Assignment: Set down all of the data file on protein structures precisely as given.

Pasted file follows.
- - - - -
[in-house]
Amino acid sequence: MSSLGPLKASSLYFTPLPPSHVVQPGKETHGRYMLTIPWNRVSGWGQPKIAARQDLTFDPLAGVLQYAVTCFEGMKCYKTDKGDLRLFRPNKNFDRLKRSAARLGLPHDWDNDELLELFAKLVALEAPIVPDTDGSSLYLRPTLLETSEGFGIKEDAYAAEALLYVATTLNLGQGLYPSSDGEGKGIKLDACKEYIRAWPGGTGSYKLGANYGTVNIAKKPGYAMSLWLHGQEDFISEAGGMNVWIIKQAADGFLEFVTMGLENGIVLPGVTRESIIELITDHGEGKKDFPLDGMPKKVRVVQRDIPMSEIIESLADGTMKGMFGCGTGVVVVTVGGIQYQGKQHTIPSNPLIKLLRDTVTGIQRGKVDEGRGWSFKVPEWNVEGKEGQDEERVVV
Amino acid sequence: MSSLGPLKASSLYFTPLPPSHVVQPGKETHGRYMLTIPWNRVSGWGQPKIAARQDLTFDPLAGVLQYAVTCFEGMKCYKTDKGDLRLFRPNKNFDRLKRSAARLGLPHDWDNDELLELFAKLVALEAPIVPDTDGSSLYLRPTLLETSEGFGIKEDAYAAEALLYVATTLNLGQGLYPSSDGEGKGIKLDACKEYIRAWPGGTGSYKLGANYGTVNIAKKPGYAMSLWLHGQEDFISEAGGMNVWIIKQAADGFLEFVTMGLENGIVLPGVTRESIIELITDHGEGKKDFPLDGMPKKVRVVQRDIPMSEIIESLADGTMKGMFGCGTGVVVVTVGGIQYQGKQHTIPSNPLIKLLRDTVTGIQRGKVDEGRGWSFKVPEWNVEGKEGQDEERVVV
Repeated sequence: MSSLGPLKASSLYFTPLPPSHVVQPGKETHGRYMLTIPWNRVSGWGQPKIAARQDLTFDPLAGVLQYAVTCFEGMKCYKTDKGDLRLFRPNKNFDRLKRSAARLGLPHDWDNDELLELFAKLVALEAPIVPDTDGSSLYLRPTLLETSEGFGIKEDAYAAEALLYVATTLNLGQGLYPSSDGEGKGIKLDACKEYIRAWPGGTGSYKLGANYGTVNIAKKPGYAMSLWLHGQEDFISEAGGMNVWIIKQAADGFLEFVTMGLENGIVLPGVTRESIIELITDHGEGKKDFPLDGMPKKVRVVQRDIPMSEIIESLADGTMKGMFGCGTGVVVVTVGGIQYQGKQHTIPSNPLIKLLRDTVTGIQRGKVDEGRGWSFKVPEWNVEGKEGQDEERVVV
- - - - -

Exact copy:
[in-house]
Amino acid sequence: MSSLGPLKASSLYFTPLPPSHVVQPGKETHGRYMLTIPWNRVSGWGQPKIAARQDLTFDPLAGVLQYAVTCFEGMKCYKTDKGDLRLFRPNKNFDRLKRSAARLGLPHDWDNDELLELFAKLVALEAPIVPDTDGSSLYLRPTLLETSEGFGIKEDAYAAEALLYVATTLNLGQGLYPSSDGEGKGIKLDACKEYIRAWPGGTGSYKLGANYGTVNIAKKPGYAMSLWLHGQEDFISEAGGMNVWIIKQAADGFLEFVTMGLENGIVLPGVTRESIIELITDHGEGKKDFPLDGMPKKVRVVQRDIPMSEIIESLADGTMKGMFGCGTGVVVVTVGGIQYQGKQHTIPSNPLIKLLRDTVTGIQRGKVDEGRGWSFKVPEWNVEGKEGQDEERVVV
Amino acid sequence: MSSLGPLKASSLYFTPLPPSHVVQPGKETHGRYMLTIPWNRVSGWGQPKIAARQDLTFDPLAGVLQYAVTCFEGMKCYKTDKGDLRLFRPNKNFDRLKRSAARLGLPHDWDNDELLELFAKLVALEAPIVPDTDGSSLYLRPTLLETSEGFGIKEDAYAAEALLYVATTLNLGQGLYPSSDGEGKGIKLDACKEYIRAWPGGTGSYKLGANYGTVNIAKKPGYAMSLWLHGQEDFISEAGGMNVWIIKQAADGFLEFVTMGLENGIVLPGVTRESIIELITDHGEGKKDFPLDGMPKKVRVVQRDIPMSEIIESLADGTMKGMFGCGTGVVVVTVGGIQYQGKQHTIPSNPLIKLLRDTVTGIQRGKVDEGRGWSFKVPEWNVEGKEGQDEERVVV
Repeated sequence: MSSLGPLKASSLYFTPLPPSHVVQPGKETHGRYMLTIPWNRVSGWGQPKIAARQDLTFDPLAGVLQYAVTCFEGMKCYKTDKGDLRLFRPNKNFDRLKRSAARLGLPHDWDNDELLELFAKLVALEAPIVPDTDGSSLYLRPTLLETSEGFGIKEDAYAAEALLYVATTLNLGQGLYPSSDGEGKGIKLDACKEYIRAWPGGTGSYKLGANYGTVNIAKKPGYAMSLWLHGQEDFISEAGGMNVWIIKQAADGFLEFVTMGLENGIVLPGVTRESIIELITDHGEGKKDFPLDGMPKKVRVVQRDIPMSEIIESLADGTMKGMFGCGTGVVVVTVGGIQYQGKQHTIPSNPLIKLLRDTVTGIQRGKVDEGRGWSFKVPEWNVEGKEGQDEERVVV